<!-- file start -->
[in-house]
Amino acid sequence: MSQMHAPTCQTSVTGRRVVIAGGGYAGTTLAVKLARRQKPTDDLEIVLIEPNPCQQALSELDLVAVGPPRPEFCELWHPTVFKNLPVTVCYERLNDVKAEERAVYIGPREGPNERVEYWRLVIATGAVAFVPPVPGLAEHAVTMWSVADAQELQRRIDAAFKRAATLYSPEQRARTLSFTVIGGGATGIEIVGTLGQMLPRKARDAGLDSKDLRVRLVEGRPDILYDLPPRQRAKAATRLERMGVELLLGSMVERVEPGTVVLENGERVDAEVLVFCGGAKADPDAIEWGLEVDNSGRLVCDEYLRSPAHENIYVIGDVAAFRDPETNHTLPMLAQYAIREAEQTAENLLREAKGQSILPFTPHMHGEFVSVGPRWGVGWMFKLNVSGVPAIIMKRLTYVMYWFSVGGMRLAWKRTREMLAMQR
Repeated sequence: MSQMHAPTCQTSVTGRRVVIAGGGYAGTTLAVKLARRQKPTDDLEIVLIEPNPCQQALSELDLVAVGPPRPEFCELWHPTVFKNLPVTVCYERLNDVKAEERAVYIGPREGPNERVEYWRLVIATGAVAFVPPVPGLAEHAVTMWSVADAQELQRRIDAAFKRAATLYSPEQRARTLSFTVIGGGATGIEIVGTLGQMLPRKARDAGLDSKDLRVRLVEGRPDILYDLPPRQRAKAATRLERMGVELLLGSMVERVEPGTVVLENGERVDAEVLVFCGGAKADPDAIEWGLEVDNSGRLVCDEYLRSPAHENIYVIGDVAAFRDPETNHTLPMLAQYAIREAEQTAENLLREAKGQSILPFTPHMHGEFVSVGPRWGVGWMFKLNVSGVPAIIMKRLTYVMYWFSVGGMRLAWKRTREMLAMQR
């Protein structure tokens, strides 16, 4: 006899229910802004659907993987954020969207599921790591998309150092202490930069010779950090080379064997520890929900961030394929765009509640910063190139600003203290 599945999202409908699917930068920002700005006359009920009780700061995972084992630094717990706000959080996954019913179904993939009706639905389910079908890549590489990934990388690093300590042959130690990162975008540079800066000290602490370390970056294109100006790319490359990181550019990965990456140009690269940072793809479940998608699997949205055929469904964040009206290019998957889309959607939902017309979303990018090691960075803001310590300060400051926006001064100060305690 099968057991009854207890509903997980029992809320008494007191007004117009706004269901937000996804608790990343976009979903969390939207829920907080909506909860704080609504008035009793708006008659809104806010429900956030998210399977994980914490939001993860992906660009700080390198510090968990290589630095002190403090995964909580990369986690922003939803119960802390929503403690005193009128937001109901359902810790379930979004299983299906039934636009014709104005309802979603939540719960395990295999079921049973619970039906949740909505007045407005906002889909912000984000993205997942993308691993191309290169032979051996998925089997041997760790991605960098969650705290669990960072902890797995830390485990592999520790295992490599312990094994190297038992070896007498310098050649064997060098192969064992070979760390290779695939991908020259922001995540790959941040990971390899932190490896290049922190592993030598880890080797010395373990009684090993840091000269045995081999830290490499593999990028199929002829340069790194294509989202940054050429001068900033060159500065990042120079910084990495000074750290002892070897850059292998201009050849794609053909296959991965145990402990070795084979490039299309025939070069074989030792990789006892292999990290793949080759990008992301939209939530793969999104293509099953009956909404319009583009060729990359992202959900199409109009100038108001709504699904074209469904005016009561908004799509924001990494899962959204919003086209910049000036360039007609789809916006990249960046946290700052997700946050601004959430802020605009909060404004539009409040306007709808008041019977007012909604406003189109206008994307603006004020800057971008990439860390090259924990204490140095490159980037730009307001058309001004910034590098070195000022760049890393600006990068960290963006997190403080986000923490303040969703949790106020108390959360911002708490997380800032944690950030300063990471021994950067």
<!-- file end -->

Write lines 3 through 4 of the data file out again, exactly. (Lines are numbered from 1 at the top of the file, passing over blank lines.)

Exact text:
Repeated sequence: MSQMHAPTCQTSVTGRRVVIAGGGYAGTTLAVKLARRQKPTDDLEIVLIEPNPCQQALSELDLVAVGPPRPEFCELWHPTVFKNLPVTVCYERLNDVKAEERAVYIGPREGPNERVEYWRLVIATGAVAFVPPVPGLAEHAVTMWSVADAQELQRRIDAAFKRAATLYSPEQRARTLSFTVIGGGATGIEIVGTLGQMLPRKARDAGLDSKDLRVRLVEGRPDILYDLPPRQRAKAATRLERMGVELLLGSMVERVEPGTVVLENGERVDAEVLVFCGGAKADPDAIEWGLEVDNSGRLVCDEYLRSPAHENIYVIGDVAAFRDPETNHTLPMLAQYAIREAEQTAENLLREAKGQSILPFTPHMHGEFVSVGPRWGVGWMFKLNVSGVPAIIMKRLTYVMYWFSVGGMRLAWKRTREMLAMQR
């Protein structure tokens, strides 16, 4: 006899229910802004659907993987954020969207599921790591998309150092202490930069010779950090080379064997520890929900961030394929765009509640910063190139600003203290 599945999202409908699917930068920002700005006359009920009780700061995972084992630094717990706000959080996954019913179904993939009706639905389910079908890549590489990934990388690093300590042959130690990162975008540079800066000290602490370390970056294109100006790319490359990181550019990965990456140009690269940072793809479940998608699997949205055929469904964040009206290019998957889309959607939902017309979303990018090691960075803001310590300060400051926006001064100060305690 099968057991009854207890509903997980029992809320008494007191007004117009706004269901937000996804608790990343976009979903969390939207829920907080909506909860704080609504008035009793708006008659809104806010429900956030998210399977994980914490939001993860992906660009700080390198510090968990290589630095002190403090995964909580990369986690922003939803119960802390929503403690005193009128937001109901359902810790379930979004299983299906039934636009014709104005309802979603939540719960395990295999079921049973619970039906949740909505007045407005906002889909912000984000993205997942993308691993191309290169032979051996998925089997041997760790991605960098969650705290669990960072902890797995830390485990592999520790295992490599312990094994190297038992070896007498310098050649064997060098192969064992070979760390290779695939991908020259922001995540790959941040990971390899932190490896290049922190592993030598880890080797010395373990009684090993840091000269045995081999830290490499593999990028199929002829340069790194294509989202940054050429001068900033060159500065990042120079910084990495000074750290002892070897850059292998201009050849794609053909296959991965145990402990070795084979490039299309025939070069074989030792990789006892292999990290793949080759990008992301939209939530793969999104293509099953009956909404319009583009060729990359992202959900199409109009100038108001709504699904074209469904005016009561908004799509924001990494899962959204919003086209910049000036360039007609789809916006990249960046946290700052997700946050601004959430802020605009909060404004539009409040306007709808008041019977007012909604406003189109206008994307603006004020800057971008990439860390090259924990204490140095490159980037730009307001058309001004910034590098070195000022760049890393600006990068960290963006997190403080986000923490303040969703949790106020108390959360911002708490997380800032944690950030300063990471021994950067």